Alkaloid diversity in the leaves of Australian Flindersia (Rutaceae) species driven by adaptation to aridity
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The genus Flindersia (Rutaceae) comprises 17 species of mostly Australian endemic trees. Although most species are restricted to rainforests, four have evolved to grow in semi-arid and arid environments. In this study, the leaf alkaloid diversity of rainforest and semi-arid/arid zone adapted Australian Flindersia were compared by LC/MS-MS and NMR spectroscopy. Contrary to expectations, Flindersia alkaloid diversity was strongly correlated with environmental aridity, where species predominating in drier regions produced more alkaloids than their wet rainforest congenerics. Rainforest species were also more chemically similar to each other than were the four semi-arid/arid zone species. There was a significant relationship between the presence of alkaloid structural classes and phylogenetic distance, suggesting that alkaloid profiles are influenced by both genetic and environmental factors. The results suggest that the radiation of Flindersia species out of the rainforest and into drier environments has promoted the evolution of unique alkaloid diversity. Plants growing in arid and semi-arid regions of Australia may represent an untapped source of undescribed specialised metabolites.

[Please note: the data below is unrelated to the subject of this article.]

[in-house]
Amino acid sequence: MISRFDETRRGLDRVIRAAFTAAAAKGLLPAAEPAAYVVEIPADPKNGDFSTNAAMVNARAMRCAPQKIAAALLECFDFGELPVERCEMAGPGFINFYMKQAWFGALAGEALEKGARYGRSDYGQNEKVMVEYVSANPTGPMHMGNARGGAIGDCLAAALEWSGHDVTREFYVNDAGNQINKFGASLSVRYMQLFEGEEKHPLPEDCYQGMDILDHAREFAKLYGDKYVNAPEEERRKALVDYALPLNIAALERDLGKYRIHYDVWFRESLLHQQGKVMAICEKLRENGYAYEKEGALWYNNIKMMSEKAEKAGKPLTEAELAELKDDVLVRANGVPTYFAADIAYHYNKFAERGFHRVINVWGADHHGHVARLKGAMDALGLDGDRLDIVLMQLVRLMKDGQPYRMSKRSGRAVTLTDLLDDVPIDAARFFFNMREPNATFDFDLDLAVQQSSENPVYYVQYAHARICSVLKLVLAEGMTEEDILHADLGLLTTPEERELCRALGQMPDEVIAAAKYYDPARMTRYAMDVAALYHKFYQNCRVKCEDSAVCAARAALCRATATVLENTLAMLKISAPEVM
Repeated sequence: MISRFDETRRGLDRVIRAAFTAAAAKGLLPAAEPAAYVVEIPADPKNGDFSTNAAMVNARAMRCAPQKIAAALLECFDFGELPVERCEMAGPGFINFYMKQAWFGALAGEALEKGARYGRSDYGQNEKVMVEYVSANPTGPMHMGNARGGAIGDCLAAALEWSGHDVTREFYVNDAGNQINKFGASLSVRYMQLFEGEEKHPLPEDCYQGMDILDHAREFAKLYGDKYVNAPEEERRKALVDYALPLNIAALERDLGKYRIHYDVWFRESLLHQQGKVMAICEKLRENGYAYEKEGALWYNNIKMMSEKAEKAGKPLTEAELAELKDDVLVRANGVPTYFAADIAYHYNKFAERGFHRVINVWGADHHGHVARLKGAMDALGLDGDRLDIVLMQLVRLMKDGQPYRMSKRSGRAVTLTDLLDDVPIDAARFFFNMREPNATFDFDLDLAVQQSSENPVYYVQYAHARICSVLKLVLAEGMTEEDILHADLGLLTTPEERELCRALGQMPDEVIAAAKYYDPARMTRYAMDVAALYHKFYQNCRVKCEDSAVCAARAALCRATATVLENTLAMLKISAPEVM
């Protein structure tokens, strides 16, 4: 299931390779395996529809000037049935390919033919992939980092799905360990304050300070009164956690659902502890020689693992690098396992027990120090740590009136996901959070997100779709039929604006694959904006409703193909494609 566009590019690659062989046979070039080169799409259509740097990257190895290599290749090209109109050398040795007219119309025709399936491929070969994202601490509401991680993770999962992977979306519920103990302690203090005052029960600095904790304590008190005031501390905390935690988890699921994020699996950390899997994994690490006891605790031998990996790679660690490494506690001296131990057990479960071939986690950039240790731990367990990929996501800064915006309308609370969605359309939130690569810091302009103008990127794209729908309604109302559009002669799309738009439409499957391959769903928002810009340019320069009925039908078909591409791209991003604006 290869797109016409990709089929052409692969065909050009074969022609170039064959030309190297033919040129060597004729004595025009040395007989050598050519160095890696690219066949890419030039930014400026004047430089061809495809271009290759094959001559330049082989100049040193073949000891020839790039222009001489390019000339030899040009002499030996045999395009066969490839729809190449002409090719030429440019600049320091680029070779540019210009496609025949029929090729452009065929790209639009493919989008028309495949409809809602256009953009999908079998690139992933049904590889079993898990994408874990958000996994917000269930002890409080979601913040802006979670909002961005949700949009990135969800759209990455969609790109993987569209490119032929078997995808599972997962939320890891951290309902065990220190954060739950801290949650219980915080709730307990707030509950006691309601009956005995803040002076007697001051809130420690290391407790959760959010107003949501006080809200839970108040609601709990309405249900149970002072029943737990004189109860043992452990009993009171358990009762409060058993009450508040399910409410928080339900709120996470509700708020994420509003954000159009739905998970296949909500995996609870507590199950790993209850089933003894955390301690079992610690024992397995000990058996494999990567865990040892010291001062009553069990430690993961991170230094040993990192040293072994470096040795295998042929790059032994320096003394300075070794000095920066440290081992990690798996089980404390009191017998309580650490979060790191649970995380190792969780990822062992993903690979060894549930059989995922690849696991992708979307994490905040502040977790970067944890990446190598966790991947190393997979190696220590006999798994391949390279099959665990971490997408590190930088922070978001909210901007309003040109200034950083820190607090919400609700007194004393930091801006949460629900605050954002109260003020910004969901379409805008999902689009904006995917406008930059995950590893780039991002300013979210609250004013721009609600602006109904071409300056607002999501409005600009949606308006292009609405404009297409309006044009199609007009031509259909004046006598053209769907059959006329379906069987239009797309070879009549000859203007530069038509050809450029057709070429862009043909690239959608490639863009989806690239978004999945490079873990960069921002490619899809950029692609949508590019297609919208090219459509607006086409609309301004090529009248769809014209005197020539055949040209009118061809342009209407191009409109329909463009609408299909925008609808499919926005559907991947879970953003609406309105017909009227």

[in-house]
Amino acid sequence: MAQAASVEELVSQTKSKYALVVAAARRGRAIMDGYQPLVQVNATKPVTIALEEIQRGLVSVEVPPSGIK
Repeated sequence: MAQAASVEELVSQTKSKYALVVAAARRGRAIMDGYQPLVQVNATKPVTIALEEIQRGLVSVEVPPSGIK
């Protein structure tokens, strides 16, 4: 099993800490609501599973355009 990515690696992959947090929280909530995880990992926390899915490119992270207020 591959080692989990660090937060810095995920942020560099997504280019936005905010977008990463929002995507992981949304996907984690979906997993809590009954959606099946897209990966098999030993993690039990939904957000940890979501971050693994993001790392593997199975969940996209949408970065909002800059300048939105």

Natural Products Chemistry